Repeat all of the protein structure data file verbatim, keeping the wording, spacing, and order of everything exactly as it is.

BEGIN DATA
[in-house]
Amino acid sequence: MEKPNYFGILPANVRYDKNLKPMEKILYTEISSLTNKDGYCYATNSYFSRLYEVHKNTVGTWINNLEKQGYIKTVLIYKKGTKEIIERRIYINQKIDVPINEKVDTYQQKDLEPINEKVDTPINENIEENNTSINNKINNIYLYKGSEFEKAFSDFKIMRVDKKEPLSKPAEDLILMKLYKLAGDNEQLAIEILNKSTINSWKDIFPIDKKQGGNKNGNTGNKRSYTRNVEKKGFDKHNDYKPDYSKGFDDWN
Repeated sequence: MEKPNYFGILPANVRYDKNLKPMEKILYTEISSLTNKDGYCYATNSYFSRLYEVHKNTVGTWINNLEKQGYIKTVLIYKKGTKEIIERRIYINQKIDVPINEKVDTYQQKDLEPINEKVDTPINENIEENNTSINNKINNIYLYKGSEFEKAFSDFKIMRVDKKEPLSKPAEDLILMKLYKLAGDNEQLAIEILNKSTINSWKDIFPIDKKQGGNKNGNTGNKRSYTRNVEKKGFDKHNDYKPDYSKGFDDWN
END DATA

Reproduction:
[in-house]
Amino acid sequence: MEKPNYFGILPANVRYDKNLKPMEKILYTEISSLTNKDGYCYATNSYFSRLYEVHKNTVGTWINNLEKQGYIKTVLIYKKGTKEIIERRIYINQKIDVPINEKVDTYQQKDLEPINEKVDTPINENIEENNTSINNKINNIYLYKGSEFEKAFSDFKIMRVDKKEPLSKPAEDLILMKLYKLAGDNEQLAIEILNKSTINSWKDIFPIDKKQGGNKNGNTGNKRSYTRNVEKKGFDKHNDYKPDYSKGFDDWN
Repeated sequence: MEKPNYFGILPANVRYDKNLKPMEKILYTEISSLTNKDGYCYATNSYFSRLYEVHKNTVGTWINNLEKQGYIKTVLIYKKGTKEIIERRIYINQKIDVPINEKVDTYQQKDLEPINEKVDTPINENIEENNTSINNKINNIYLYKGSEFEKAFSDFKIMRVDKKEPLSKPAEDLILMKLYKLAGDNEQLAIEILNKSTINSWKDIFPIDKKQGGNKNGNTGNKRSYTRNVEKKGFDKHNDYKPDYSKGFDDWN